Sippin’ and sewin’: Mardi Gras Indians offer unique spin on wine parties

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NEW ORLEANS — The Young Maasai Hunters are inviting you to an experience like no other.

You may have heard of paint and sip — but what about sip and sew? Mardi Gras Indians are offering the sacred art of bead work to everyday people, all while enjoying a glass of wine.

“You get a chance to learn how to sew if you don’t know how.  If you do, you get to learn how to sew how Indians sew,” said Big Cheif Keelian “Dumpster” Boyd.

Many in New Orleans preserve the Mardi Gras Indian culture by keeping it a secret, shrouded in mystique. This tribe says it’s time to answer the questions.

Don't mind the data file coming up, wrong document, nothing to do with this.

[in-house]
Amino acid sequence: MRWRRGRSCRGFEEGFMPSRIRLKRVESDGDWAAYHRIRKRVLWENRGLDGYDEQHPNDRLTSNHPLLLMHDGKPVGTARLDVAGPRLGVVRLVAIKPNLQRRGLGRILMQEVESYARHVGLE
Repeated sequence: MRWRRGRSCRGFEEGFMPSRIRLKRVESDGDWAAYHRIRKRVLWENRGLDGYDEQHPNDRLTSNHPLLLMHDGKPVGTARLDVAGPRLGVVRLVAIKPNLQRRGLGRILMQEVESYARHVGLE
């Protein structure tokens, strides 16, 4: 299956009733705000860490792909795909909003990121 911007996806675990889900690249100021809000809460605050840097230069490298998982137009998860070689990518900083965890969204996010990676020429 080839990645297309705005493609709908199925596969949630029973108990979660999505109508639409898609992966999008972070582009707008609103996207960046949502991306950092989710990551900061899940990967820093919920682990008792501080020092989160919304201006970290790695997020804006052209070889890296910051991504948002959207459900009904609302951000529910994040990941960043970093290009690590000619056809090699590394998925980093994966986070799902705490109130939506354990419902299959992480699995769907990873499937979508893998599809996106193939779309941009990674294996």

“Super Sunday, or on Mardi Gras Day, people have questions: How do you create the suit?  How much time does it take? Where do you get your sequins?  Where do you get your beads?  How do you do it?  So I said, we can start teaching people and start introducing them to this indigenous culture,” Queen “Mimi” Shawmika Edwards Boyd said.

A full Indian suit can take upwards of a year to complete. These classes can have you finish a take-home patch in about two hours.

“You don’t even half to know how to thread a needle.  We’re going to show you from beginning to end,” said Queen Boyd.

Sip and Sew is their way of sharing the culture, altering perceptions and sending folks home with a bit of authentic New Orleans flavor.

“It’s a piece of what we do.  So with that being said, we are welcoming you into our world,” Big Chief Boyd said.

Classes are on Sundays from 2 p.m. – 7 p.m. at Second Vine Wine off of St. Claude Avenue. It costs $45 a person.

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